Guillaume Delisle; 1675-1726.
Philippe Buache, successor; 1700-1773.
Jean-Nicolas Buache de la Neuville, nephew of Philippe; 1741-1815.
Jean A Dezauche, publisher & successor.
The son of geographer and historian Claude Delisle (also
spelled: de l'Isle), Guillaume was the whiz kid of the family
(even though two of his brothers, Joseph Nicolas and Louis,
also attained some fame at the service of Tsar Peter the Great).
He was elected at the "Académie Royale des Sciences" at the
very young age of twenty seven, and was later appointed as
First Geographer to the King.
His success is due to his formal math and astronomy training
(under the guidance of the famous J D Cassini).
The scientific approach he took to mapmaking made him the
trail blazer of French cartography and a much copied author.
His "Atlas de Géographie" published between 1700 and 1718,
was re-issued between 1730 and 1774 by Covens & Mortier in
Amsterdam, and then again re-issued between 1740 and 1750
by Giovanni Battista Albrizzi as the "Atlante Novissimo" in
Upon his death, his relative and associate Philippe Buache
took over his practice, and built upon both G Delisle and
H A Jaillot's works. Unfortunately, his "theoretical" approach
to mapmaking led him to rather embarrassing errors (of note
the Alaska coast map with the non-existant Sea of the West).
J A Dezauche, geographer, engraver and publisher, continued
to produce and sell their maps (as well as maps from other
famous cartographers, such as D'Anville and Mannevillette),
till about 1831.
Giambattista (Giovanni Battista) Albrizzi; 1698- 1777.
A Venetian journalist and publisher, from Amsterdam Albrizzi took inspiration from best-known atlases which he translated into Italian and published in Venice. He was also publishing a number of maps and illustrated books. "Gerusalemme Liberata" is the most celebrated book published by Albrizzi.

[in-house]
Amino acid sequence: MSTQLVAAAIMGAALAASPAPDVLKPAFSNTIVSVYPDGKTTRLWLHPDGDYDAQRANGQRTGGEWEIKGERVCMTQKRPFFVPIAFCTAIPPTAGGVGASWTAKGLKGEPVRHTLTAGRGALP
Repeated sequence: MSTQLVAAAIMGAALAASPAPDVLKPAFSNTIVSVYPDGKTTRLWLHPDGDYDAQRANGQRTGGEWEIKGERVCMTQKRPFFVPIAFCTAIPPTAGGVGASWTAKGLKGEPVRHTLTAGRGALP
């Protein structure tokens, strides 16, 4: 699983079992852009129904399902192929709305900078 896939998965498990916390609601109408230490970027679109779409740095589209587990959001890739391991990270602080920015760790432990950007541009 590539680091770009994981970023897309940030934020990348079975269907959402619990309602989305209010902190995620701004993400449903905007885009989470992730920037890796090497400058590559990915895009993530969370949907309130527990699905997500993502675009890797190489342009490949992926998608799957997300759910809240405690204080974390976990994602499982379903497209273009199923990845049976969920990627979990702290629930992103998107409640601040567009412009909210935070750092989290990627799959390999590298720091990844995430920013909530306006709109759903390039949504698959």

This seminal book was published in two volumes in collaboration with famed engraver Giovanni Battista Piazzetta. It is noteworthy that the Albrizzi's family was active in publishing and selling the book in Venice for about 150 years.
della Florida, nell' America settentrionale.
This map (16 ¾" X 12 ¾"), printed for the "Atlante
Novissimo", published in 1740 and 1750, was derived from the
ground breaking 1703 Delisle map: "Carte du Mexique et de
la Floride, .", which was among the first to depict correctly
both the position of the Mississippi River and the shape of
its basin. It was based on the reports of two voyagers: La
Salle and d'Iberville (sailing down the river in 1682 and
But it is retrogressive, repeating major misconceptions which
had been corrected by the same Delisle in his 1718 Louisiane
Witness: the imaginary mountain range cutting across the Mississippi,
the fanciful St John River (flowing to and from the Atlantic),
the straight course of the Apalachicola, the mythical lake
in the south Appalachians, the general shape of the Florida
It is however fascinating in some of its details:
- French fort on the Texas coast: Saint Louis, renamed San
Bernardo by the Spaniards (allusion to the town established
on Matagorda Bay by Robert Cavelier de La Salle in 1684, soon
abandoned, and then reoccupied and renamed in 1722 by the
- fort at the mouth of the Mississippi, set up by
the French to protect their main business up river, which
soon evolved to become the new Louisana capital city: New Orleans.
- the Audience of Florida (with four provinces: Florida, Apalache,
Concachi Apalachicola, and Cadodaquio), most of it void of
colonial population and control... opening the door for a
French takeover (claim issued by La Salle in 1682, safe for
the peninsula) and a renaming to Louisiane.
- the huge fortress at San Augustine "to the Spanish", and
the nearby San Mateo "to the English" (allusion to the 1700
and 1740 English raids, each an unsuccessful siege of San
Augustine fort San Marco).
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